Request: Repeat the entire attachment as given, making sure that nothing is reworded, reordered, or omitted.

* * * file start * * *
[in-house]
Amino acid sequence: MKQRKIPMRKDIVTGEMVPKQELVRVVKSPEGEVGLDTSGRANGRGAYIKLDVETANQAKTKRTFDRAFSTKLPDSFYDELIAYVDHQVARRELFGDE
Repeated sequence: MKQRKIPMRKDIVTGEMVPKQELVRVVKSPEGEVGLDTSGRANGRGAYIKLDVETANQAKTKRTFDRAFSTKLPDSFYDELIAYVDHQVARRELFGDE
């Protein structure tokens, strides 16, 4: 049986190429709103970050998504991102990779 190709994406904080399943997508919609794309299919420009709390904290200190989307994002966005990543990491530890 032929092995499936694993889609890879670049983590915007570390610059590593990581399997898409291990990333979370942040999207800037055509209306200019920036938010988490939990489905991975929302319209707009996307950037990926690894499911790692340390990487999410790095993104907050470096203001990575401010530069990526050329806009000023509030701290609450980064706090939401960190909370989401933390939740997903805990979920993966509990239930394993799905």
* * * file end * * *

[in-house]
Amino acid sequence: MKQRKIPMRKDIVTGEMVPKQELVRVVKSPEGEVGLDTSGRANGRGAYIKLDVETANQAKTKRTFDRAFSTKLPDSFYDELIAYVDHQVARRELFGDE
Repeated sequence: MKQRKIPMRKDIVTGEMVPKQELVRVVKSPEGEVGLDTSGRANGRGAYIKLDVETANQAKTKRTFDRAFSTKLPDSFYDELIAYVDHQVARRELFGDE
């Protein structure tokens, strides 16, 4: 049986190429709103970050998504991102990779 190709994406904080399943997508919609794309299919420009709390904290200190989307994002966005990543990491530890 032929092995499936694993889609890879670049983590915007570390610059590593990581399997898409291990990333979370942040999207800037055509209306200019920036938010988490939990489905991975929302319209707009996307950037990926690894499911790692340390990487999410790095993104907050470096203001990575401010530069990526050329806009000023509030701290609450980064706090939401960190909370989401933390939740997903805990979920993966509990239930394993799905």